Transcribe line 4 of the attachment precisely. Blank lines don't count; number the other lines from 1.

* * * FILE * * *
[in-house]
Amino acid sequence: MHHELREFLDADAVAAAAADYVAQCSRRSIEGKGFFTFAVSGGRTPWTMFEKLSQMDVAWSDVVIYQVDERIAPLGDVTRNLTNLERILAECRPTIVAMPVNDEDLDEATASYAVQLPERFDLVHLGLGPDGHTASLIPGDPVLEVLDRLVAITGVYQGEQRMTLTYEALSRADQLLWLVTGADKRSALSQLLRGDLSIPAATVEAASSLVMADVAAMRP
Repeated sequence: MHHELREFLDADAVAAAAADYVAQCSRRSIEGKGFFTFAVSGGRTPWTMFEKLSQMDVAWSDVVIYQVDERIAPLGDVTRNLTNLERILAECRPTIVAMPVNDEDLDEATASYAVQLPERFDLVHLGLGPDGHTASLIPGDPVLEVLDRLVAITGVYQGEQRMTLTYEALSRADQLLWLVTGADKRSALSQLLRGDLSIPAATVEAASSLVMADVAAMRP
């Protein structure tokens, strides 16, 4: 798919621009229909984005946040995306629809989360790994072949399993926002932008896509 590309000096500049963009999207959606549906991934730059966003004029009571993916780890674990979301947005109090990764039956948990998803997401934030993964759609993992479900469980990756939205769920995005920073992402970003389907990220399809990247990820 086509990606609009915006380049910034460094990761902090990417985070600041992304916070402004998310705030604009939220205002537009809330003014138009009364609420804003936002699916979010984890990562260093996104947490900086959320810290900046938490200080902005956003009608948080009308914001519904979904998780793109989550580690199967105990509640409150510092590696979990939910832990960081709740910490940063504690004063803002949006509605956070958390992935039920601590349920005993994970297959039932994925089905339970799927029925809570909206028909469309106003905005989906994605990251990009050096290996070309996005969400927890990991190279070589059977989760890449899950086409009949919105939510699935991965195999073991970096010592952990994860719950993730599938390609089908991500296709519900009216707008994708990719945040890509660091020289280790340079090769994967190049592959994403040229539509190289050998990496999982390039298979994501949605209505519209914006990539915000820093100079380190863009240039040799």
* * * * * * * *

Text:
């Protein structure tokens, strides 16, 4: 798919621009229909984005946040995306629809989360790994072949399993926002932008896509 590309000096500049963009999207959606549906991934730059966003004029009571993916780890674990979301947005109090990764039956948990998803997401934030993964759609993992479900469980990756939205769920995005920073992402970003389907990220399809990247990820 086509990606609009915006380049910034460094990761902090990417985070600041992304916070402004998310705030604009939220205002537009809330003014138009009364609420804003936002699916979010984890990562260093996104947490900086959320810290900046938490200080902005956003009608948080009308914001519904979904998780793109989550580690199967105990509640409150510092590696979990939910832990960081709740910490940063504690004063803002949006509605956070958390992935039920601590349920005993994970297959039932994925089905339970799927029925809570909206028909469309106003905005989906994605990251990009050096290996070309996005969400927890990991190279070589059977989760890449899950086409009949919105939510699935991965195999073991970096010592952990994860719950993730599938390609089908991500296709519900009216707008994708990719945040890509660091020289280790340079090769994967190049592959994403040229539509190289050998990496999982390039298979994501949605209505519209914006990539915000820093100079380190863009240039040799």